OK, sorry for my tardy response… firstly, a synopsis of all the stuff above…11th Principle (David) – We love to show and tell… When we create something that we’re proud of in the social media space, there’s a real sense of ‘look what we did’. And because it’s inherently social in construction, it seems more natural to do so….which ties nicely into…12th Principle (Sudarshan) – Learn from the bigger kids. When we do exhibit the first things we have built, undoubtedly people before us (the ‘bigger kids’) have done something bigger, better, taller, more intricate. You shouldn’t get dismayed… learn from the big kids. If you ask them nicely, they may even tell you how…Whilst we’re talking about ‘playing nicely’…13th principle (Mat) – invite your friends roundThe great thing about Lego is that if your friend has a big box of Lego, it’s compatible with yours. So if you get together, you’ll be able to build bigger, better things. The same is by and large true with social media… invite your ‘friends’ round with their ‘lego sets’, and think about what you could create together. This sort of partnership approach I think will be increasingly important for companies in the future.14th Principle (Dan) – Have big dreamsIf you’re working with a kit that is designed for being a ‘carwash’, it doesn’t just have to be a carwash. It can be whatever you want to achieve. sure, you might have to squint a bit, find some other bricks along the way, get some help. But if you believe you’re building the Tower of London, over time you’ll build it. If you only set out to build a carwash, you’ll very quickly get a carwash. And no-one will really want to join you on that journey…15th Principle (David) – Not every kid is a Lego kidI thought I’d flip David’s point around… yes, it’s possible to become obsessive with social media. But for everyone who gets obsessed with a certain site, profile, forum… there’s another ninety folk who don’t get that involved. The 90-9-1 rule of thumb is a hierarchy of what % of people will view/edit/create, read more here –…phew, fifteen principles eh? I think now we close off the principles (Robin at We Are Social had a look, and he reckons we’ve covered most of ’em).So we need EXAMPLES for each (like Pete’s), and then maybe some nice snappy phrasing like wot Graeme wrote above…Then I’ve decided to do something with them next week… I’ll keep it under my hat for now though ๐Ÿ™‚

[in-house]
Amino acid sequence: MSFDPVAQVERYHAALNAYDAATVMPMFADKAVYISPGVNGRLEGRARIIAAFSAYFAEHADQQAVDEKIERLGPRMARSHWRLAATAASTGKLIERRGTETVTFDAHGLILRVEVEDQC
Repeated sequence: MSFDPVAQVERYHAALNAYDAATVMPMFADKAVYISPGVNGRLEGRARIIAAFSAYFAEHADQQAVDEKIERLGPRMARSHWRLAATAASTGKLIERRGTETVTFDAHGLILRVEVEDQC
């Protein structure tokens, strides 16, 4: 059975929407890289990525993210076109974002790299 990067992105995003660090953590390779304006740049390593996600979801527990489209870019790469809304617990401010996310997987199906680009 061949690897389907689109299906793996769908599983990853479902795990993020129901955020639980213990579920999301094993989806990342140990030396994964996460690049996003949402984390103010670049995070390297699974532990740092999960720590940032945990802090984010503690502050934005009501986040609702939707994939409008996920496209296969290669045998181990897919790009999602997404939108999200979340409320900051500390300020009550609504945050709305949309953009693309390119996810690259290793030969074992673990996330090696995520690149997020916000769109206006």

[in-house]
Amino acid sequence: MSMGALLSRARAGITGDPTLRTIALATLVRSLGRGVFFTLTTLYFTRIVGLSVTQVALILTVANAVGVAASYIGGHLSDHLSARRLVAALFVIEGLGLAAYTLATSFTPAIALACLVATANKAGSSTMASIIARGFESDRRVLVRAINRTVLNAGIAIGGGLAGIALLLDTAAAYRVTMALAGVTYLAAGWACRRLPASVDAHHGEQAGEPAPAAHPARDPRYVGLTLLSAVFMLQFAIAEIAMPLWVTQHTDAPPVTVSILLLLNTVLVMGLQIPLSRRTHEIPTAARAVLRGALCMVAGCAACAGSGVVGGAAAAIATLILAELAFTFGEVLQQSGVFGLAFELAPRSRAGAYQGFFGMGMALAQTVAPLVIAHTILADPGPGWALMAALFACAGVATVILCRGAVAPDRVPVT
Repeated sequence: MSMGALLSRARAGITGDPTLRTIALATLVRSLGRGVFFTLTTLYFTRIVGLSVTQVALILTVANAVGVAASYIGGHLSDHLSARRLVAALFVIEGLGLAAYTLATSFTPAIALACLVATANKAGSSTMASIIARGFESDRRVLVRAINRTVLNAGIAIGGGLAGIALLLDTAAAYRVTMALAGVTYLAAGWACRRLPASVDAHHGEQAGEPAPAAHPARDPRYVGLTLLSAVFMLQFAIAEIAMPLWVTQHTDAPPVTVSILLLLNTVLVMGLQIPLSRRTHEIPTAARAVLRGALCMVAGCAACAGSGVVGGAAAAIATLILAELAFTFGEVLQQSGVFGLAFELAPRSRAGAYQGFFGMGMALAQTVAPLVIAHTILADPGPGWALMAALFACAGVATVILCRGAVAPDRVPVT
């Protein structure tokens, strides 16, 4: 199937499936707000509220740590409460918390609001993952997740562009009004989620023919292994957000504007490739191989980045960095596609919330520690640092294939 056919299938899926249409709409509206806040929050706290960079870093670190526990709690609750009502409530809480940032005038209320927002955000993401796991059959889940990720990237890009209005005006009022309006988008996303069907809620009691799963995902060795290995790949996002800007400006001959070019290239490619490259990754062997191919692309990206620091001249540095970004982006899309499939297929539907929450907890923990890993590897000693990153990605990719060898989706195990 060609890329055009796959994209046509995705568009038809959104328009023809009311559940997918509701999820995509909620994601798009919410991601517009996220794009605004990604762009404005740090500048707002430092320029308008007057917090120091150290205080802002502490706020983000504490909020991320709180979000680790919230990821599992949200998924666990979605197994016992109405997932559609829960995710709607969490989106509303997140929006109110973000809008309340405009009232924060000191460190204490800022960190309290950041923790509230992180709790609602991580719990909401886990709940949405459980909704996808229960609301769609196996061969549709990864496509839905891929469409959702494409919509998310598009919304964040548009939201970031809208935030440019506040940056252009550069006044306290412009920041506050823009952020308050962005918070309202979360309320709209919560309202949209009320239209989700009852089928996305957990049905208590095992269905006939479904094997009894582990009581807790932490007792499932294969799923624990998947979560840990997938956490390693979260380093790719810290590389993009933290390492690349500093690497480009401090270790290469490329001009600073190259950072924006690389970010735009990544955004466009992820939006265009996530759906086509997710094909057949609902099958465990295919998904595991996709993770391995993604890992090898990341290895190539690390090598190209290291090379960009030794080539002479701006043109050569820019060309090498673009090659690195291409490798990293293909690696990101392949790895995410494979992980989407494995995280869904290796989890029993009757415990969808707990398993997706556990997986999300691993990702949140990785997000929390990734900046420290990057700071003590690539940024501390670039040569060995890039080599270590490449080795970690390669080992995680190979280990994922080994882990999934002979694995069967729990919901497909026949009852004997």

11. 07/08/2009 at 07:02 PM avatar